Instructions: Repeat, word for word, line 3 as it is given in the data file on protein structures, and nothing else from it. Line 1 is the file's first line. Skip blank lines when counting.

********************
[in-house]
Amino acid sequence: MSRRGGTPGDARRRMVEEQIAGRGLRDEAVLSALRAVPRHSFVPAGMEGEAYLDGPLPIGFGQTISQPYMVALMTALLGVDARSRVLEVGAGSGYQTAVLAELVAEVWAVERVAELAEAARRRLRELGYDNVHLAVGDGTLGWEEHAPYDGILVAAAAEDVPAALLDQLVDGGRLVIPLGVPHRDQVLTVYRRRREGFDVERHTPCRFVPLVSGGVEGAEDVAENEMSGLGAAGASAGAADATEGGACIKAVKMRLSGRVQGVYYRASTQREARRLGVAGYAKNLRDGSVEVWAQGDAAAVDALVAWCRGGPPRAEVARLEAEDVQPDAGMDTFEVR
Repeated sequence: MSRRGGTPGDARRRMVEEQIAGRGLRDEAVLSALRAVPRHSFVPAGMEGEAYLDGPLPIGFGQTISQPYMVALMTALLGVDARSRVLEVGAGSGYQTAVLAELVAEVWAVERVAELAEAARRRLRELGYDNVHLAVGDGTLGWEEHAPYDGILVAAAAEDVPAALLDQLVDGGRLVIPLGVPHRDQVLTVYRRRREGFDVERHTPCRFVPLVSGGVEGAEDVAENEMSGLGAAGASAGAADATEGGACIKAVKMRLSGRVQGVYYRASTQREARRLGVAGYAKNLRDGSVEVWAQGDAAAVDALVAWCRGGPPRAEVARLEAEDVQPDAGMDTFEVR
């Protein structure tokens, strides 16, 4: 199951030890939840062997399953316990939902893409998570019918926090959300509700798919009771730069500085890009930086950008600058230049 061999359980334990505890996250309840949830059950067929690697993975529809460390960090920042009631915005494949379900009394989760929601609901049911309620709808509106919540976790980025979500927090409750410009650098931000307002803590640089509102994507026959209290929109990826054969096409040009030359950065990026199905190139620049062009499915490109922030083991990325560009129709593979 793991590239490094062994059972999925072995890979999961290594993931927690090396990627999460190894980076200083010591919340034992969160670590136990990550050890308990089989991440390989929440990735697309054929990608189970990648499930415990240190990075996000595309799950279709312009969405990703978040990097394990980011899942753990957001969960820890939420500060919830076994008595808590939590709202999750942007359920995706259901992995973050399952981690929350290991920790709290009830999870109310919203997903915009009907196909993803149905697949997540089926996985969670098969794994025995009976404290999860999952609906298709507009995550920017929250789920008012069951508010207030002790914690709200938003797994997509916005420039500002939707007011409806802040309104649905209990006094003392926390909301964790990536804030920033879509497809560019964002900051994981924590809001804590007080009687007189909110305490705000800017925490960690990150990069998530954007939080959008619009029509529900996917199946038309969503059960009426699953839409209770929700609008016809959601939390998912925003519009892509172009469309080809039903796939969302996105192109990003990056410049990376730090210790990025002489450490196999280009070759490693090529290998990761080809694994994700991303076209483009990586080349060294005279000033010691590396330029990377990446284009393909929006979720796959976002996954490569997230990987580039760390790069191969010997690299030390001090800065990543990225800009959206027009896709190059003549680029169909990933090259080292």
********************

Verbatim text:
Repeated sequence: MSRRGGTPGDARRRMVEEQIAGRGLRDEAVLSALRAVPRHSFVPAGMEGEAYLDGPLPIGFGQTISQPYMVALMTALLGVDARSRVLEVGAGSGYQTAVLAELVAEVWAVERVAELAEAARRRLRELGYDNVHLAVGDGTLGWEEHAPYDGILVAAAAEDVPAALLDQLVDGGRLVIPLGVPHRDQVLTVYRRRREGFDVERHTPCRFVPLVSGGVEGAEDVAENEMSGLGAAGASAGAADATEGGACIKAVKMRLSGRVQGVYYRASTQREARRLGVAGYAKNLRDGSVEVWAQGDAAAVDALVAWCRGGPPRAEVARLEAEDVQPDAGMDTFEVR